Yep, I added the emphasis.
If this is love and God is love then why are so many who claim to believe in God so full of hate?
Why can I, as a non-believer, have tolerance for religious belief systems when believers can’t have tolerance for mine?
Back to the Study Results
The article I should have linked to, the one without the offensive “Bible banger” phrase, is the one in the LA Times. If you haven’t read it, go do it now. It’s short and I promise it won’t offend you, no matter what you believe (or don’t believe).
It presents some conclusions that I find both confirming and reassuring. Because I know that most of you won’t bother to read it, I’ve shared a bit of it here:
For secular people, morality is predicated on one simple principle: empathetic reciprocity, widely known as the Golden Rule. Treating other people as you would like to be treated. It is an ancient, universal ethical imperative. And it requires no supernatural beliefs. As one atheist mom who wanted to be identified only as Debbie told me: “The way we teach them what is right and what is wrong is by trying to instill a sense of empathy … how other people feel. You know, just trying to give them that sense of what it’s like to be on the other end of their actions. And I don’t see any need for God in that. …
“If your morality is all tied in with God,” she continued, “what if you at some point start to question the existence of God? Does that mean your moral sense suddenly crumbles? The way we are teaching our children … no matter what they choose to believe later in life, even if they become religious or whatever, they are still going to have that system.”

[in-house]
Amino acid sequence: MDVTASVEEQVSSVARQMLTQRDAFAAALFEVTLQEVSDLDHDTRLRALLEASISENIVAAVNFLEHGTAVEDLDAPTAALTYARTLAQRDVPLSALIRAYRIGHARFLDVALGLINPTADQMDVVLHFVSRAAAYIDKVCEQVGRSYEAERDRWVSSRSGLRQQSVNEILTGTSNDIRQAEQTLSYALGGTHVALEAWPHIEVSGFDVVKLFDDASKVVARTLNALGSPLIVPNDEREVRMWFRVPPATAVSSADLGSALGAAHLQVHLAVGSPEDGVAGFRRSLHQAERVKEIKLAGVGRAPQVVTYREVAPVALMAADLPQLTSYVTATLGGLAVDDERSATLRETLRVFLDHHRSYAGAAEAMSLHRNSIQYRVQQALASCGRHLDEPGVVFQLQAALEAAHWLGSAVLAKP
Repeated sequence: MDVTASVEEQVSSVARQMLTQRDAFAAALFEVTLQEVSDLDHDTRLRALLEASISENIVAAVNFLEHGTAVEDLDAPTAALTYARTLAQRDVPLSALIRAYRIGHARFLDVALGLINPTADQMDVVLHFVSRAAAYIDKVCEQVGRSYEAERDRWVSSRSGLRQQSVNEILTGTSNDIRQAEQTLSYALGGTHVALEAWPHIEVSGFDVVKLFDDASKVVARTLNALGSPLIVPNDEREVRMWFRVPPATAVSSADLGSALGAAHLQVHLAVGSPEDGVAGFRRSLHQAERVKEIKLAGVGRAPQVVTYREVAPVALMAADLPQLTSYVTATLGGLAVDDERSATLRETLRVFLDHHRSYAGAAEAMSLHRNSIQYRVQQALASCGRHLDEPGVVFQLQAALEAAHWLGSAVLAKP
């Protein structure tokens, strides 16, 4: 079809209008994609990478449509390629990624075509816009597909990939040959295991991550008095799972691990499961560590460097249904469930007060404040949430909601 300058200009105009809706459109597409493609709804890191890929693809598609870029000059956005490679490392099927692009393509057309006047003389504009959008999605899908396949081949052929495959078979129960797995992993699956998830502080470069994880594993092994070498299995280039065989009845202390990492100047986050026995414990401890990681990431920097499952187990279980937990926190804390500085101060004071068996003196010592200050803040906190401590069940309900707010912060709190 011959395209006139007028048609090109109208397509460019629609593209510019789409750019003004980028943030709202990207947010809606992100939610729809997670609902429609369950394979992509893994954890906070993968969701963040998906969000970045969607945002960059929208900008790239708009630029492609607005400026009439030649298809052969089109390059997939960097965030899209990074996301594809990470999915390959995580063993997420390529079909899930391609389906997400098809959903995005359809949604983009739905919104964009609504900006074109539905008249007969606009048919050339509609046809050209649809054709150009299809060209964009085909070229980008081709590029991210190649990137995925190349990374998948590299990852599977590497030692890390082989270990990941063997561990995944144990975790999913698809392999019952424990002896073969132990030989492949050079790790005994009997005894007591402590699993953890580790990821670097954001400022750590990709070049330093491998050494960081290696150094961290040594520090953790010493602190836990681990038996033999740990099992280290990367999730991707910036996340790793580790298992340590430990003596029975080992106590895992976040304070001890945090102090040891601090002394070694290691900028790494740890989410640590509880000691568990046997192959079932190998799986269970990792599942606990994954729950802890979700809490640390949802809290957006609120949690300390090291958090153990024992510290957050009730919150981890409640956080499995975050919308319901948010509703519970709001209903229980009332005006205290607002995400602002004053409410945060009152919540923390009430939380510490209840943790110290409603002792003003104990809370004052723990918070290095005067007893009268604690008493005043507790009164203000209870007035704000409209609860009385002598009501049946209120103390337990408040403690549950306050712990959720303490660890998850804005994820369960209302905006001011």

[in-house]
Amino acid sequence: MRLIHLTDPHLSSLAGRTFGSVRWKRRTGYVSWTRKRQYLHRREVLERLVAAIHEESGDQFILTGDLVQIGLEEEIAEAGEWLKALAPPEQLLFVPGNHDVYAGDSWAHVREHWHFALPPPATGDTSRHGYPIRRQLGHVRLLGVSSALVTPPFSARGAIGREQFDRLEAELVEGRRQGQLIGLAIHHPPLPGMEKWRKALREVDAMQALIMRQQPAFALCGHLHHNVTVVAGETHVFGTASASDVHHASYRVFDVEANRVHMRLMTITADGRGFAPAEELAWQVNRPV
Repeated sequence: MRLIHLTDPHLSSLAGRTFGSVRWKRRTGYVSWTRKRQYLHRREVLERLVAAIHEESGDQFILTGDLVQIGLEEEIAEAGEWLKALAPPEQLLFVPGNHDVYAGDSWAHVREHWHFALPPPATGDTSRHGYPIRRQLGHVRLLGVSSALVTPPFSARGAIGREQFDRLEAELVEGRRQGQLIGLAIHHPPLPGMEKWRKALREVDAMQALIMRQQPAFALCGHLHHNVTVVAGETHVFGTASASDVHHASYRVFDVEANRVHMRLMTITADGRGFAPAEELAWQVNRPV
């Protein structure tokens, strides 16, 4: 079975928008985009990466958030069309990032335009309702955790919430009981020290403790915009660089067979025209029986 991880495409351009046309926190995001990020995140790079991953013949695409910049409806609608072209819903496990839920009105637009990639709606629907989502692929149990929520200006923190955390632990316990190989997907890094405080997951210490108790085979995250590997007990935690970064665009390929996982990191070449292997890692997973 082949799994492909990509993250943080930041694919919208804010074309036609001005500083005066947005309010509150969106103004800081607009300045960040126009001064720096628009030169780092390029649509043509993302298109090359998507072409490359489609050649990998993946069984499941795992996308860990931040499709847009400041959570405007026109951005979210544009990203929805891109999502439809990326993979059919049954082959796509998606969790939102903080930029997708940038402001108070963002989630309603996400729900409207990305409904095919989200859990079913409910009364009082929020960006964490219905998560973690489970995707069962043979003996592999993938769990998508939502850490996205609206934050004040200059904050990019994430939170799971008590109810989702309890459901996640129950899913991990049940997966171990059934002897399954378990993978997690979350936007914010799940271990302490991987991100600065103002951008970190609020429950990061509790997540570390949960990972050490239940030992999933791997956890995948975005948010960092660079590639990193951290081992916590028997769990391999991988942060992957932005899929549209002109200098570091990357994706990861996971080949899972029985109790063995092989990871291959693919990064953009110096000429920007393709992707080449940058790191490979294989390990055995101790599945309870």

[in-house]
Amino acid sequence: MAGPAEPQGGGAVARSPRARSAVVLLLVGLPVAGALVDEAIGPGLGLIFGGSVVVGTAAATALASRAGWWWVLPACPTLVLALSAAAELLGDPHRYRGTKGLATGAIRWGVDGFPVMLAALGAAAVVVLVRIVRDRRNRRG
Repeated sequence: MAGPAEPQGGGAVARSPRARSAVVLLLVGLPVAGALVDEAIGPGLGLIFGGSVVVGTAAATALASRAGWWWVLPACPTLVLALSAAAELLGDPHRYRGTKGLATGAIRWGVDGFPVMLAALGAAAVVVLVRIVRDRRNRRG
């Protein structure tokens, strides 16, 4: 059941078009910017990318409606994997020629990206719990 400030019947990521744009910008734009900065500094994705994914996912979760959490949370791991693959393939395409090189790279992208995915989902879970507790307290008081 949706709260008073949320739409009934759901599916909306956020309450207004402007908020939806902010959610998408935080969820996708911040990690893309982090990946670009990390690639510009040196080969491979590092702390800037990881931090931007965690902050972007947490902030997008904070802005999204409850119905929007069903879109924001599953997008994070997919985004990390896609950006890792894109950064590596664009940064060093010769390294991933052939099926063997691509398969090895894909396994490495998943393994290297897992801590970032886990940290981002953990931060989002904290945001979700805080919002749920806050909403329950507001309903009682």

The results of such secular child-rearing are encouraging. Studies have found that secular teenagers are far less likely to care what the “cool kids” think, or express a need to fit in with them, than their religious peers. When these teens mature into “godless” adults, they exhibit less racism than their religious counterparts, according to a 2010 Duke University study. Many psychological studies show that secular grownups tend to be less vengeful, less nationalistic, less militaristic, less authoritarian and more tolerant, on average, than religious adults.
Aren’t those all good qualities we want in our children and adults?
And look, Ma, no God!
Go to it. I know you have something to say.
I suspect this post will make the rounds of the religious websites, which will use it to show how evil atheists are. Whatever. It’s the same old, same old to me. I’ll just let those comments stand as they come in. I’m sure a good percentage of them will reinforce the truth of what I’ve written here.
I could remind commenters to read the entire post before commenting but most people can’t be bothered. The kinds of commenters who have nasty, hateful things to say don’t have time to actually read what they’re commenting on. They have lots of other sites to visit to spread their hate. It’s more efficient for them to zero in on a post title or sentence or phrase and comment on that.
But I also welcome comments by others who agree with what I’ve said — especially from those who can help me understand why this problem exists and what we can do about it — without pretending to believe something we don’t.